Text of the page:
In a study examining surgical helmet and hood practices, Kang et al. found that late activation of the helmet’s fan system resulted in only minor levels of UV fluorescent powder dispersal compared to early activation. Additionally, they noted that adhesive wrist straps did not decrease powder dispersal when combined with late fan activation. Interestingly, the authors recommended that an unscrubbed member of staff apply all sterile hoods . Similarly, Hanselman et al. found a significant difference in powder dispersal rates between late and early fan activation and recommended that gowning and gloving be completed before activation of the SHS fan . Young et al. conducted a study analyzing fluorescent powder dispersal during mock surgical gowning. The fluorescent powder was applied to the surgeons’ hands to simulate skin shedding. Their study concluded that the positive pressure from SHS results in particle migration from the surgeon’s hands to the gown’s cuff, which necessitates a sealant tape around the inner glove . The difference in particle contamination between a single-fan and a double-fan helmet design has also been researched. Vermeiren et al. found no difference between these two technologies but highlighted that glove-gown interface contamination was present in all tests with both systems . It is important to note, however, that all of these studies caution that a link cannot be directly inferred between powder dispersal and PJI and that future microbiological studies are required.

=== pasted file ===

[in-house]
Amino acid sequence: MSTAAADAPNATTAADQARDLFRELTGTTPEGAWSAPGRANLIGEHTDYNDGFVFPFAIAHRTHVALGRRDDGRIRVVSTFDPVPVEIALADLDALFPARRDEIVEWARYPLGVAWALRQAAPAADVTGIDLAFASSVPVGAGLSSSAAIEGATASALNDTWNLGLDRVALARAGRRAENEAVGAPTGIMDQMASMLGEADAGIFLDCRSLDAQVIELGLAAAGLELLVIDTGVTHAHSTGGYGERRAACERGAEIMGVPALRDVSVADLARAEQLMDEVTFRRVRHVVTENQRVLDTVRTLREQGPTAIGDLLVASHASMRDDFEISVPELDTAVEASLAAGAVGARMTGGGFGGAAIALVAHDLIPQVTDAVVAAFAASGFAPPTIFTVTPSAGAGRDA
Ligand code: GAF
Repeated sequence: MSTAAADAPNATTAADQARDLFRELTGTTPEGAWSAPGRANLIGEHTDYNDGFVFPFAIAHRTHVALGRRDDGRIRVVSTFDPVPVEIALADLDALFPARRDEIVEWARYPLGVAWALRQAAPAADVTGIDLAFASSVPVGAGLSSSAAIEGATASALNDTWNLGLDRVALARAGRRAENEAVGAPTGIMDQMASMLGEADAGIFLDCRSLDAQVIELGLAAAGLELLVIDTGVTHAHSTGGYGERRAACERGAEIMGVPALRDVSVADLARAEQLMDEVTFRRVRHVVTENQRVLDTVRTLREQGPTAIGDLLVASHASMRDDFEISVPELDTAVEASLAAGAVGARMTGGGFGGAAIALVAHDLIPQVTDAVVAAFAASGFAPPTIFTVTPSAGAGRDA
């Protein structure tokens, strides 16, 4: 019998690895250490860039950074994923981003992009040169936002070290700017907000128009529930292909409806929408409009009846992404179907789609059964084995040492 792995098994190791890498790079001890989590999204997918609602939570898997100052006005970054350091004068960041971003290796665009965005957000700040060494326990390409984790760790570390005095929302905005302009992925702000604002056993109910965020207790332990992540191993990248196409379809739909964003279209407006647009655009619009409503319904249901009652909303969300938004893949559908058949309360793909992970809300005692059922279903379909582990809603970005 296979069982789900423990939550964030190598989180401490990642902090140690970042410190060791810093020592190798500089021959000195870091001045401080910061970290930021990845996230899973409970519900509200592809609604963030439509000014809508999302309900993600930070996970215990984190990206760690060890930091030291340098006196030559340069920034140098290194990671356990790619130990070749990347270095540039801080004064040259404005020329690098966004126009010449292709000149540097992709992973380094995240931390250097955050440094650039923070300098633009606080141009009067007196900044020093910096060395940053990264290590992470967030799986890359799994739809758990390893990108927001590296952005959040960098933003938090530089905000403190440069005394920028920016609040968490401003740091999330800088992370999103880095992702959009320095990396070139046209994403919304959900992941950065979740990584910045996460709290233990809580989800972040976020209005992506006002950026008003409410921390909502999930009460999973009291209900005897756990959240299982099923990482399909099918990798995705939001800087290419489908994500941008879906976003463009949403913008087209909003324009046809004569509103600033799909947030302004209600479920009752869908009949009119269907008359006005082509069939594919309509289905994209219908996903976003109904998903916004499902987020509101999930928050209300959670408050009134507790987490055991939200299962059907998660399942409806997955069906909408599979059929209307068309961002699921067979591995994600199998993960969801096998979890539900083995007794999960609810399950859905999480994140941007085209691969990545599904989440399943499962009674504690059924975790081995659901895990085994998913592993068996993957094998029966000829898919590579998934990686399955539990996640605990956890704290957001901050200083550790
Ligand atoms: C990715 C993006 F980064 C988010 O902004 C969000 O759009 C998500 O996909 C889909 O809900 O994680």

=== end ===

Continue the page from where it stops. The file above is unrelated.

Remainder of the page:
Few microbiological studies have been performed in this area. Moores et al. examined the effect of laminar airflow and fan activation on particle counts and bacterial contamination rates using sterile hood systems. They found that having the fan switched on while scrubbing significantly increased bacterial contamination as well as particle counts by 3.7 times. They also demonstrated that all the exposure plates left open under laminar airflow were negative and therefore concluded that the most sterile technique of SHS donning is when it is performed under laminar airflow. The authors recommended only switching the fan on after the surgeon is completely gowned .
Bacillus species was the most frequently cultured organism in our study. This aligns with other studies that measure contamination of sterile materials. Bacillus Sp. are facultative anaerobes that are nutrient agnostic, allowing them to tolerate austere environments. They are also spore-forming, making them resistant to many chemical and heat sterilization processes [27, 28].